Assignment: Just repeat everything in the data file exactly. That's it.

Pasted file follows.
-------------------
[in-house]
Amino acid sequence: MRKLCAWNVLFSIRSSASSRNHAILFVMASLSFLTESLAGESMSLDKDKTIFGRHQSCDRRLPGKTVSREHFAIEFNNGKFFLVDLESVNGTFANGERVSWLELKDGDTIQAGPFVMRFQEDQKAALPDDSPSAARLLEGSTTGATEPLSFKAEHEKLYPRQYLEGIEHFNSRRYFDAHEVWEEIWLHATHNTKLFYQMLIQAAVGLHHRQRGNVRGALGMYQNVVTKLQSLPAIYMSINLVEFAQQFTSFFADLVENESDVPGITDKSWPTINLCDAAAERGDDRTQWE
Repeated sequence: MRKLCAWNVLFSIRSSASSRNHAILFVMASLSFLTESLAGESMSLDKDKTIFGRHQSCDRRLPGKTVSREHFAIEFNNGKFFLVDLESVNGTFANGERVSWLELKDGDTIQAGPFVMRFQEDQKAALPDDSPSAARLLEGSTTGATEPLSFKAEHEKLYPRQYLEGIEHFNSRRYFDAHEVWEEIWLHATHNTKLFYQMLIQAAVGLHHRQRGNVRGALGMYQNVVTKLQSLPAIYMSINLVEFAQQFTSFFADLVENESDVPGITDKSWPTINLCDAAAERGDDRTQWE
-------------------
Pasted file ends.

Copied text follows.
[in-house]
Amino acid sequence: MRKLCAWNVLFSIRSSASSRNHAILFVMASLSFLTESLAGESMSLDKDKTIFGRHQSCDRRLPGKTVSREHFAIEFNNGKFFLVDLESVNGTFANGERVSWLELKDGDTIQAGPFVMRFQEDQKAALPDDSPSAARLLEGSTTGATEPLSFKAEHEKLYPRQYLEGIEHFNSRRYFDAHEVWEEIWLHATHNTKLFYQMLIQAAVGLHHRQRGNVRGALGMYQNVVTKLQSLPAIYMSINLVEFAQQFTSFFADLVENESDVPGITDKSWPTINLCDAAAERGDDRTQWE
Repeated sequence: MRKLCAWNVLFSIRSSASSRNHAILFVMASLSFLTESLAGESMSLDKDKTIFGRHQSCDRRLPGKTVSREHFAIEFNNGKFFLVDLESVNGTFANGERVSWLELKDGDTIQAGPFVMRFQEDQKAALPDDSPSAARLLEGSTTGATEPLSFKAEHEKLYPRQYLEGIEHFNSRRYFDAHEVWEEIWLHATHNTKLFYQMLIQAAVGLHHRQRGNVRGALGMYQNVVTKLQSLPAIYMSINLVEFAQQFTSFFADLVENESDVPGITDKSWPTINLCDAAAERGDDRTQWE